We are still waiting for the yard to finish their shot blasting compound so that we can get Bonnie's hull done and then painted. Once the hull is finished the next job will be to make her seaworthy so that we can sail her down to to our home village. It will be a lot easier to work on the barge once it is closer to home. But this weekend we are going to relax for the first time in ages.
Friday, 28 August 2009
For the first time since May, we are going away on the yacht for the weekend. Hopefully the weather will be okay. The boys (well adult men) are moving back into the house for a couple of days, so we thought it best if we left! Thought I would share with you a picture of Alfie, our two year old cocker spaniel. As the photo shows he absolutely loves being out on the water. (By the way, he is tied on and normally he would have a life jacket on).
Saturday, 22 August 2009
This is my first attempt at blogging, but I have been inspired by all the other bloggers who are converting their barges, so I thought I would have a go.
We bought Bonnie from a chap called John in Scotland. As we approached Gare Loch Head for our first sighting of Bonnie, the tide was just turning and she turned 180 degrees. Talk about showing off from the start! We fell in love as soon as we boarded her and bought her on the spot. (Okay we know it was taking a chance without a survey etc). Bonnie is an ex-ammunitions barge and is 58ft x 17.5ft.
Our first problem was to get her down south. She needed too much work to bring her down under her own steam, so the only logical way was by road. It was either that or commute to Scotland from Essex on a weekly basis to work on her!! We had to cut 18 ins off the coach roof so that she would fit under all the bridges on the way down. My husband was like an expectant father on the day she was moved, but it was really exciting when she arrived. She is now in Ipswich on dry land, whilst we concentrate to getting the hull done before she is launched again and bought home to Essex.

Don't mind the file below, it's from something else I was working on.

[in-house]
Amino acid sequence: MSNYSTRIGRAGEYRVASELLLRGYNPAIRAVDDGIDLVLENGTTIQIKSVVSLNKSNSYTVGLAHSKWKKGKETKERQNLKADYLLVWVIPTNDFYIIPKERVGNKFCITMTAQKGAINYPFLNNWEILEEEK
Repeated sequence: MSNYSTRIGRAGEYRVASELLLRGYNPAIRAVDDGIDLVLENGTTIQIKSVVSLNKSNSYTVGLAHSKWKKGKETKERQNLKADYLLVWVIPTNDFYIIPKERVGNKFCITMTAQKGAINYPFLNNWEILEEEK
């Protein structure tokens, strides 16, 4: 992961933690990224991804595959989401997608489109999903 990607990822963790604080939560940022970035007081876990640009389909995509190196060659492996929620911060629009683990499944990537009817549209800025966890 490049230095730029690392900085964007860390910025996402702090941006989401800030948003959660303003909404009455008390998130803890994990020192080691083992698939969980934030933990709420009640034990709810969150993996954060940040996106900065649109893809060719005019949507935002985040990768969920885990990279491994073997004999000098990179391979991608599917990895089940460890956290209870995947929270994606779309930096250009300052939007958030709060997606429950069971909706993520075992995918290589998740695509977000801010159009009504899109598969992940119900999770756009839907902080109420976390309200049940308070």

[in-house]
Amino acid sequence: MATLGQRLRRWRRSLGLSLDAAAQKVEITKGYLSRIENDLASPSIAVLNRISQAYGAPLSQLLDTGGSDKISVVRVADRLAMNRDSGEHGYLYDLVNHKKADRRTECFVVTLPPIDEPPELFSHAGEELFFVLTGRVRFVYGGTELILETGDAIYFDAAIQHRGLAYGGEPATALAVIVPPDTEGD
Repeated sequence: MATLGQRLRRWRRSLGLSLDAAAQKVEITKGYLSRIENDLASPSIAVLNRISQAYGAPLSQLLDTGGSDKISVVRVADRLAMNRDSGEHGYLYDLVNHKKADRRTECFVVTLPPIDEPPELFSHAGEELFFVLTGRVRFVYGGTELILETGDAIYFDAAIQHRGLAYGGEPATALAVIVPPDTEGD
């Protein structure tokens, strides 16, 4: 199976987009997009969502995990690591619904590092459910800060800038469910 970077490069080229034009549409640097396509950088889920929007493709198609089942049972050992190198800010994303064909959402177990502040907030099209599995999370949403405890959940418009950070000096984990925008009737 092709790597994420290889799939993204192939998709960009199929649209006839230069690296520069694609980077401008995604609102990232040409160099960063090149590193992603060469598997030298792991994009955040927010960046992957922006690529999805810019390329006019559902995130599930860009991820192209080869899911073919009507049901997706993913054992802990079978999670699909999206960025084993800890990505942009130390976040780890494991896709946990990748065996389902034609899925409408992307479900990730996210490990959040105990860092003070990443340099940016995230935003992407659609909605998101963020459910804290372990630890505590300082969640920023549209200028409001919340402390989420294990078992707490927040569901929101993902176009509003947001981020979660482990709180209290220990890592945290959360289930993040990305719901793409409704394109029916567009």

We held our breaths when the survey was done, but it turned out just fine, 8 mm minimum under the waterline and 10 mm minimum above. Ian Anderson (a great surveyor, recommended) enthused about the solidity of her and the way she was so well built. The engine started first time (a bonus). We knew she was going to be a great barge.
We are just about to have the hull shot blasted and primed. Didn't realise quite how expensive that was going to be, but from what I understand everything from now on will cost more than we thought! Once we get Bonnie home, the real work in fitting her out will start. However, we cannot wait to get started for real. I have already had great fun touring the salvage yards, buying butler sinks, rayburn etc.
The aim is to use as many reclaimed materials as possible and be as self sufficient as we possibly can. Then we plan to navigate the Dutch and Belgium canals in our retirement.
The other blogs have taught us a lot already and we look forward to reading more and perhaps keeping in touch with like minded (mad) people. I hope that by the next posting I will have worked out how to put the pictures in properly!